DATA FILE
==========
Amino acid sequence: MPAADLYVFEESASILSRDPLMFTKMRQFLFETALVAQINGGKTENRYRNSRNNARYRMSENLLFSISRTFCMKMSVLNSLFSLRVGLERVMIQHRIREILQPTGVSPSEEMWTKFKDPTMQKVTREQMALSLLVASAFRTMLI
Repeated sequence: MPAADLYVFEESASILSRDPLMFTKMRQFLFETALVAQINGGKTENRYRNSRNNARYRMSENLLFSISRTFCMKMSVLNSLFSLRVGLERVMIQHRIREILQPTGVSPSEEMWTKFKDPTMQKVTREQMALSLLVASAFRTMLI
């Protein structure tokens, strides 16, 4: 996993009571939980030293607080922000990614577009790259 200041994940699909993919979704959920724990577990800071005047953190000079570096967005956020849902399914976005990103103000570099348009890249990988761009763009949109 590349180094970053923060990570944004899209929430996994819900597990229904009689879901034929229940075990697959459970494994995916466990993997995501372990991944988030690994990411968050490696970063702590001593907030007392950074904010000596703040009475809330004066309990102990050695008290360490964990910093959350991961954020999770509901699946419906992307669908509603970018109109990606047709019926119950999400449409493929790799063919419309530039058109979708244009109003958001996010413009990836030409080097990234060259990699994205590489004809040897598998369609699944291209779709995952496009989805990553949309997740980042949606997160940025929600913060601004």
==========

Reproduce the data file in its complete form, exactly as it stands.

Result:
Amino acid sequence: MPAADLYVFEESASILSRDPLMFTKMRQFLFETALVAQINGGKTENRYRNSRNNARYRMSENLLFSISRTFCMKMSVLNSLFSLRVGLERVMIQHRIREILQPTGVSPSEEMWTKFKDPTMQKVTREQMALSLLVASAFRTMLI
Repeated sequence: MPAADLYVFEESASILSRDPLMFTKMRQFLFETALVAQINGGKTENRYRNSRNNARYRMSENLLFSISRTFCMKMSVLNSLFSLRVGLERVMIQHRIREILQPTGVSPSEEMWTKFKDPTMQKVTREQMALSLLVASAFRTMLI
């Protein structure tokens, strides 16, 4: 996993009571939980030293607080922000990614577009790259 200041994940699909993919979704959920724990577990800071005047953190000079570096967005956020849902399914976005990103103000570099348009890249990988761009763009949109 590349180094970053923060990570944004899209929430996994819900597990229904009689879901034929229940075990697959459970494994995916466990993997995501372990991944988030690994990411968050490696970063702590001593907030007392950074904010000596703040009475809330004066309990102990050695008290360490964990910093959350991961954020999770509901699946419906992307669908509603970018109109990606047709019926119950999400449409493929790799063919419309530039058109979708244009109003958001996010413009990836030409080097990234060259990699994205590489004809040897598998369609699944291209779709995952496009989805990553949309997740980042949606997160940025929600913060601004």